Could you afford an employment law award of €46,000 against you? Let’s face it you would be hard pressed to just take it on the chin and chalk it down to experience.
But that is what you could be facing if you are at the losing end of a WRC decision as occurred recently in a case involving a claim founded on discrimination.
An office manager in a software firm was awarded €46,000 in compensation by the WRC for her discriminatory dismissal.
The employee who brought the claim had an incurable degenerative disease (fibromyalgia) and was dismissed whilst on sick leave. This disease caused her muscle pain, fatigue, sleep and memory problems.
The €46,000 award comprised 2 parts:
- €23,000 in respect of the actual discriminatory dismissal and
- €23,000 for the failure of the employer to make reasonable accommodation in allowing the employee to continue in her job.
The award took into account the way the employer dismissed the employee: by telephone.
The background to the case is the employee was employed since 2015 and went on certified sick leave in May 2017; in November 2017 she was dismissed by conference call. Whilst she was out sick her occupational therapist made a number of recommendations as to how she could be accommodated in the workplace including:
- Working from home
- More rest breaks
- Flexible working rosters
- A temporary reduction in working hours.
The employee was then involved in a car accident in August 2017 and she was not expected to return to work until January 2018 as she required a spinal implant procedure.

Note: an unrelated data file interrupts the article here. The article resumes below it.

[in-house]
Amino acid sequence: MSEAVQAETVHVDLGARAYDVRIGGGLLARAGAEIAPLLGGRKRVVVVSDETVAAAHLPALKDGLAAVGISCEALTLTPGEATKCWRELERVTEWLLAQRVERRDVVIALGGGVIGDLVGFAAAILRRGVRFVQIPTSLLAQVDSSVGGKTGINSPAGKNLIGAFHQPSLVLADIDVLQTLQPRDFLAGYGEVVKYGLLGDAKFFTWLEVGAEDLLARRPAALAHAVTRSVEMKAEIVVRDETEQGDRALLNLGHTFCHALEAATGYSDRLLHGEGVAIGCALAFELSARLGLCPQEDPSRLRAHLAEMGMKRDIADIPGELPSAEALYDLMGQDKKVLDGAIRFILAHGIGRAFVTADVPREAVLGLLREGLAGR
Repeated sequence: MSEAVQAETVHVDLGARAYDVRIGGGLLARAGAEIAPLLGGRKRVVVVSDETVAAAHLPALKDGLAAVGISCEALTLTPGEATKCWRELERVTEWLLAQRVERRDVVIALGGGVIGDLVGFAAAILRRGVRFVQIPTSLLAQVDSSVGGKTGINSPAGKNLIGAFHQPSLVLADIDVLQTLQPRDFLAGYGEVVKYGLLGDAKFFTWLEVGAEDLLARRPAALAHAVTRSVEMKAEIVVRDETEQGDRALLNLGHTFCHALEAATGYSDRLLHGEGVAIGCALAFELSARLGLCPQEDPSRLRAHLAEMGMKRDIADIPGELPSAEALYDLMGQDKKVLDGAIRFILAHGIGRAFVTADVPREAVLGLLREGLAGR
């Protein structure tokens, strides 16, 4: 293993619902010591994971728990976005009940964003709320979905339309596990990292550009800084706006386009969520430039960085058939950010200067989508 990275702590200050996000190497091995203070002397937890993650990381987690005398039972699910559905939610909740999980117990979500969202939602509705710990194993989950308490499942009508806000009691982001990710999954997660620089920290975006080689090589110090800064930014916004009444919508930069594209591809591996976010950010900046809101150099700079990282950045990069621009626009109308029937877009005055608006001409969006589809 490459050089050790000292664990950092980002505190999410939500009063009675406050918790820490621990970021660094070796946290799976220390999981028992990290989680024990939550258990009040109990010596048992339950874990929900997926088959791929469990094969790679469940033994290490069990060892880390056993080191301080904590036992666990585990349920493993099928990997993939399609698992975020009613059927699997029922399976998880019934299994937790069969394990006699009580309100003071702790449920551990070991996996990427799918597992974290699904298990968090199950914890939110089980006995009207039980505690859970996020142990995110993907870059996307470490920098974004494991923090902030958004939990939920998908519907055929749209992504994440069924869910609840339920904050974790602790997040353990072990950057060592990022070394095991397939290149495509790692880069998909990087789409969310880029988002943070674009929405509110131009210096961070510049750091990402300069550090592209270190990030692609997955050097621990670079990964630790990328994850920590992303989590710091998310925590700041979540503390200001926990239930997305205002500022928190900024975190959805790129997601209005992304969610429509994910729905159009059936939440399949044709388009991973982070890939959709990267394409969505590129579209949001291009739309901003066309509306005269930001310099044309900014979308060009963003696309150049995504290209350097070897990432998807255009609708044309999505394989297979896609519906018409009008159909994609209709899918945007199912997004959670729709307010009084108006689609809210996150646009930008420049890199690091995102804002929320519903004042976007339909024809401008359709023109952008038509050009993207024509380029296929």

However, in November 2017 she was told by phone that she was being given one month’s notice of dismissal but would be paid in lieu of notice and her termination was, therefore, with immediate effect. The employer mentioned incapacity and “the problems her absenteeism were causing.”
In her evidence at the WRC the employee told that she was not given any warning of her potential termination nor was she given the chance to appeal the decision. The employee was on certified sick leave at the time and was taken aback at the decision which had a significant impact on her from a personal and financial perspective.
She also spoke of the pride she took in being able to work despite her difficulties and she was anxious to show that sufferers from such diseases/disabilities can do things and take part in the workplace.
The employer denied it failed to offer reasonable accommodation and stated it could not hold her position open indefinitely.
Warning for employers
This case is further evidence, if any were needed, that employers need to be very careful about how they deal with their employees, especially when it comes to terminating employment on the grounds of incapacity.
Employers are perfectly entitled to terminate an employee’s job on the grounds of incapacity but only after looking carefully at the options, obtaining updated medical evidence, warning the employee his/her job is at risk of termination, and giving them the opportunity to appeal the decision.
Otherwise, the employer runs the risk of a discrimination-based claim either on the grounds of discriminatory dismissal or straightforward discrimination or failure to make reasonable accommodation for the employee’s continued employment.